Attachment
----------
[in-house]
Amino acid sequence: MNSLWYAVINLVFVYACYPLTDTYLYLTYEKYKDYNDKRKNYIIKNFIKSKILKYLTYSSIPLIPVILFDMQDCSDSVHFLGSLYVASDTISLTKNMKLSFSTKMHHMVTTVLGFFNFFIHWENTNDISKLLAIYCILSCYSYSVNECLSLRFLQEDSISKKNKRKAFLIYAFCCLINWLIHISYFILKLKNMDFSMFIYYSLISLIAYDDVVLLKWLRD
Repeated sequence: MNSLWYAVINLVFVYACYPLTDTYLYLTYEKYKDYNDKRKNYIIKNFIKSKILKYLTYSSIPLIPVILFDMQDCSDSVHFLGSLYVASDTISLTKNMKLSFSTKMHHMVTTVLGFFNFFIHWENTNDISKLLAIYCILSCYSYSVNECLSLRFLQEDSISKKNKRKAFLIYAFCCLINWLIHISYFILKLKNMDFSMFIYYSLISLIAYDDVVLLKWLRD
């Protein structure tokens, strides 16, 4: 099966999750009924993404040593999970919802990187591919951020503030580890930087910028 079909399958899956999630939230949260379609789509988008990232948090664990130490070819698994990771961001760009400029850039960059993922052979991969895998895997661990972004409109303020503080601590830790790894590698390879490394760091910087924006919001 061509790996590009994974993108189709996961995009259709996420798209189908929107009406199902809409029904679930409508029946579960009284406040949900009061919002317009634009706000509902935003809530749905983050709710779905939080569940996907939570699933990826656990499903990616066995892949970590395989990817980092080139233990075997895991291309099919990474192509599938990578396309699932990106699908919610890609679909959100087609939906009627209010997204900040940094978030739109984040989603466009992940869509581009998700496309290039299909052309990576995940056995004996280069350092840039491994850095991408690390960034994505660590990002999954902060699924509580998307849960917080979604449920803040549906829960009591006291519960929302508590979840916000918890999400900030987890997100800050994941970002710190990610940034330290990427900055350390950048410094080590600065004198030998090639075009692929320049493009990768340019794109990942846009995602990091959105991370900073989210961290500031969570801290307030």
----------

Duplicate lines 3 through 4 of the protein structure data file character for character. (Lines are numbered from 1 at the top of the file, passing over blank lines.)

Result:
Repeated sequence: MNSLWYAVINLVFVYACYPLTDTYLYLTYEKYKDYNDKRKNYIIKNFIKSKILKYLTYSSIPLIPVILFDMQDCSDSVHFLGSLYVASDTISLTKNMKLSFSTKMHHMVTTVLGFFNFFIHWENTNDISKLLAIYCILSCYSYSVNECLSLRFLQEDSISKKNKRKAFLIYAFCCLINWLIHISYFILKLKNMDFSMFIYYSLISLIAYDDVVLLKWLRD
């Protein structure tokens, strides 16, 4: 099966999750009924993404040593999970919802990187591919951020503030580890930087910028 079909399958899956999630939230949260379609789509988008990232948090664990130490070819698994990771961001760009400029850039960059993922052979991969895998895997661990972004409109303020503080601590830790790894590698390879490394760091910087924006919001 061509790996590009994974993108189709996961995009259709996420798209189908929107009406199902809409029904679930409508029946579960009284406040949900009061919002317009634009706000509902935003809530749905983050709710779905939080569940996907939570699933990826656990499903990616066995892949970590395989990817980092080139233990075997895991291309099919990474192509599938990578396309699932990106699908919610890609679909959100087609939906009627209010997204900040940094978030739109984040989603466009992940869509581009998700496309290039299909052309990576995940056995004996280069350092840039491994850095991408690390960034994505660590990002999954902060699924509580998307849960917080979604449920803040549906829960009591006291519960929302508590979840916000918890999400900030987890997100800050994941970002710190990610940034330290990427900055350390950048410094080590600065004198030998090639075009692929320049493009990768340019794109990942846009995602990091959105991370900073989210961290500031969570801290307030």